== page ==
I look at the problem by first breaking it down into two triangles: the upper-right triangle and the lower-left triangle.

EightDirMovement13

sx = distance_x_from(character.x)
sy = distance_y_from(character.y)
if sx > sy
  set_direction(1) # bottom
else
  set_direction(9) # top
end

It would be a bit easier to see if we extended our grid a little

EightDirMovement14

This is just how I plan to define the directions. It is a very basic setup and it really doesn’t look anything like what we would like it to ideally look, but it’ll work for starters. Here’s how it might look:

class Game_Character < Game_CharacterBase
  def turn_toward_character(character)
    sx = distance_x_from(character.x)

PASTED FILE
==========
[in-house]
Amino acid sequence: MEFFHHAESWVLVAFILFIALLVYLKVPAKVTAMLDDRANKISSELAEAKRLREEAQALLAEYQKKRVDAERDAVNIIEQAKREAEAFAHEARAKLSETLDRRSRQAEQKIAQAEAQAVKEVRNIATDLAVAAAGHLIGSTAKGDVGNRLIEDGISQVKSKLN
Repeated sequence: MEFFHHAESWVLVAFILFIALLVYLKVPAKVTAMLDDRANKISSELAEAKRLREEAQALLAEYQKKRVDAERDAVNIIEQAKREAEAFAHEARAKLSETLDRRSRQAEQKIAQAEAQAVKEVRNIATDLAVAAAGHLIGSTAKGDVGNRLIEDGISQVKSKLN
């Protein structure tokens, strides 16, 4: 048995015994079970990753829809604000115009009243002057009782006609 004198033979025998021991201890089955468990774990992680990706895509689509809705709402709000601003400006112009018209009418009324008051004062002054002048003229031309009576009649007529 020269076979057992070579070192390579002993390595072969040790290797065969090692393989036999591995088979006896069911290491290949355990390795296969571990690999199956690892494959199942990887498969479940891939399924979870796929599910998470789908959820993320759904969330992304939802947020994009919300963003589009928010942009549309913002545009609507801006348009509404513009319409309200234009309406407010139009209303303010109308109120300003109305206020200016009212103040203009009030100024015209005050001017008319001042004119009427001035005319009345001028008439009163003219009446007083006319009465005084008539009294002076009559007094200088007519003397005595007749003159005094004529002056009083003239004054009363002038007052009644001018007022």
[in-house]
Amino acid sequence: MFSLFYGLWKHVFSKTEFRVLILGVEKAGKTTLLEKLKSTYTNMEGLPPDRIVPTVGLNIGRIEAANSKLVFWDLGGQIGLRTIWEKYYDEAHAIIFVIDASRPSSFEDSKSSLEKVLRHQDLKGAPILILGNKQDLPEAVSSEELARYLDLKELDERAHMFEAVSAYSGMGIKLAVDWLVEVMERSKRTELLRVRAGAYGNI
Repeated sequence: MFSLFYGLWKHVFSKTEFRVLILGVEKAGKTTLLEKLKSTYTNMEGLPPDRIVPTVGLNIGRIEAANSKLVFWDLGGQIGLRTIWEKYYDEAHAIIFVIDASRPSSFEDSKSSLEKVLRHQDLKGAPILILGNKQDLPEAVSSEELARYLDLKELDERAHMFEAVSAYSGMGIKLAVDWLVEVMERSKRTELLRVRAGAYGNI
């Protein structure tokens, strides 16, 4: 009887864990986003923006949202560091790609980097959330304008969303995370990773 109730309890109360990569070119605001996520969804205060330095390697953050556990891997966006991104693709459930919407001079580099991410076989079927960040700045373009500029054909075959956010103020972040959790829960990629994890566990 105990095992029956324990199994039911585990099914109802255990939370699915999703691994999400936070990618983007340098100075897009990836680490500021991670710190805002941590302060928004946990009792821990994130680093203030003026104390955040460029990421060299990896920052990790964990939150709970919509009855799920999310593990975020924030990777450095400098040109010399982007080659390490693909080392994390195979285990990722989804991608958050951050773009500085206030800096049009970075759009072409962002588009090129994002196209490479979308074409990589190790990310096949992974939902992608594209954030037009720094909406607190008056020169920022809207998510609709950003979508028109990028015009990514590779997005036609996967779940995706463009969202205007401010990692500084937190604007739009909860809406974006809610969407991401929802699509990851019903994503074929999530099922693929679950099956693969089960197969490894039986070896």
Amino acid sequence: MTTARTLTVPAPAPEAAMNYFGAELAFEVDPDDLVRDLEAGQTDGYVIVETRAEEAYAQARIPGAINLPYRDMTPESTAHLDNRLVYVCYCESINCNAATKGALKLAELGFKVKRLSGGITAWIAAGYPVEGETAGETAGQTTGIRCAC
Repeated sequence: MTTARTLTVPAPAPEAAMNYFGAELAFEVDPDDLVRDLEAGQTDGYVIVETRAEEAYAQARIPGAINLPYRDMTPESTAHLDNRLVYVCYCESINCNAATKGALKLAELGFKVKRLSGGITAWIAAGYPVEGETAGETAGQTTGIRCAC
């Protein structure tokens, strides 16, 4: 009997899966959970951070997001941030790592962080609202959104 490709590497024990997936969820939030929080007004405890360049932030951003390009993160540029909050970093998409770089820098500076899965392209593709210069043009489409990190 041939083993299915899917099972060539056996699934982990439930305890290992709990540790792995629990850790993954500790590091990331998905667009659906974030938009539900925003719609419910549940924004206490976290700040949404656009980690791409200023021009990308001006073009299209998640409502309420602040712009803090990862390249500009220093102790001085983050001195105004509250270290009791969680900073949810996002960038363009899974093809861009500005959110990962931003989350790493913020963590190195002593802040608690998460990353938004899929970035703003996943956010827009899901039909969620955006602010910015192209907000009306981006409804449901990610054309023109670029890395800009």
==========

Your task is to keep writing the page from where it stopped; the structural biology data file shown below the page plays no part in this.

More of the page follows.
sy = distance_y_from(character.y)
    if sx > sy      
      if sx == -sy
        set_direction(1)
      elsif sx.abs > sy.abs
        set_direction(4)
      else
        set_direction(2)
      end
    else
      if -sx == sy
        set_direction(9)
      elsif -sx < sy
        if sx == sy
          set_direction(7)
        else
          set_direction(8)
        end
      else
        if sx == sy
          set_direction(3)
        else
          set_direction(6)
        end
      end      
    end
  end
end

And the results

EightDirMovement15

Which doesn’t look too bad. But as I mentioned, the diagonal regions could be done better. And of course, now when you interact with an event, it will turn towards you properly.

There’s an analogous method, turn_away_from_character, which would also need to be updated. It’s basically just the opposite directions since instead of turning towards, you’re turning away.

Touch Events

Action triggered events now function correctly, but if you tried to walk up to a touch-triggered event diagonally, it won’t activate. However, if you walk up to it orthogonally, it works!